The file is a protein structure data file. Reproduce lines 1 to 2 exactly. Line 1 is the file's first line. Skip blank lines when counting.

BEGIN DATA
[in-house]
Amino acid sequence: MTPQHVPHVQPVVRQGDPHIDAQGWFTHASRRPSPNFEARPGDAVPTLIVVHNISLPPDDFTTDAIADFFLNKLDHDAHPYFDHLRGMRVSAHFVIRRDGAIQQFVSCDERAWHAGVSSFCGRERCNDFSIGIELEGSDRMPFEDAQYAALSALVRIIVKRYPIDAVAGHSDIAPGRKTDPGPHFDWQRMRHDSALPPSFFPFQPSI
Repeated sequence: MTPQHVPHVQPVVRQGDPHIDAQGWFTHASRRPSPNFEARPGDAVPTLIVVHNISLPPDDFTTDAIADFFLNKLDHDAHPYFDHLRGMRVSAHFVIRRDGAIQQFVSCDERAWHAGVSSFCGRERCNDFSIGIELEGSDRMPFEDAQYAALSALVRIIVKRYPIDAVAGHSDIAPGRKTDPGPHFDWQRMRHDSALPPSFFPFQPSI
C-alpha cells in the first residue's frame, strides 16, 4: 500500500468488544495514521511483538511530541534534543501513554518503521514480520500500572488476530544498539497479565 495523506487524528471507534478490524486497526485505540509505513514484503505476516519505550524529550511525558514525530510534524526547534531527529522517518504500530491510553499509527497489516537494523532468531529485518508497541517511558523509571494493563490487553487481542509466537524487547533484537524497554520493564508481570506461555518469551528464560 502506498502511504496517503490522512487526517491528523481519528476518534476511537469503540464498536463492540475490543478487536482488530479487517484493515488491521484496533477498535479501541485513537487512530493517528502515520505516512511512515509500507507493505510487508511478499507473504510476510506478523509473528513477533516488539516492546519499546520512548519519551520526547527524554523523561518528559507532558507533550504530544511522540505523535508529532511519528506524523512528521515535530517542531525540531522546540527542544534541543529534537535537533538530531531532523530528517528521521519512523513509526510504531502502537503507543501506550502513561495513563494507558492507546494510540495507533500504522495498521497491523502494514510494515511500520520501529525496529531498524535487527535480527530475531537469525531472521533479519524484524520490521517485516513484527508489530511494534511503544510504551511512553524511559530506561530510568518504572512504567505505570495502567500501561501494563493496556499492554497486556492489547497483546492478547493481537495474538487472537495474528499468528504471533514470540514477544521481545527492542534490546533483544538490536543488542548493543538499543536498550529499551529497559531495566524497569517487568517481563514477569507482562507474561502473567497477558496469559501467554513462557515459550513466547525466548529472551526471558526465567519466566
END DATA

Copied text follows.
[in-house]
Amino acid sequence: MTPQHVPHVQPVVRQGDPHIDAQGWFTHASRRPSPNFEARPGDAVPTLIVVHNISLPPDDFTTDAIADFFLNKLDHDAHPYFDHLRGMRVSAHFVIRRDGAIQQFVSCDERAWHAGVSSFCGRERCNDFSIGIELEGSDRMPFEDAQYAALSALVRIIVKRYPIDAVAGHSDIAPGRKTDPGPHFDWQRMRHDSALPPSFFPFQPSI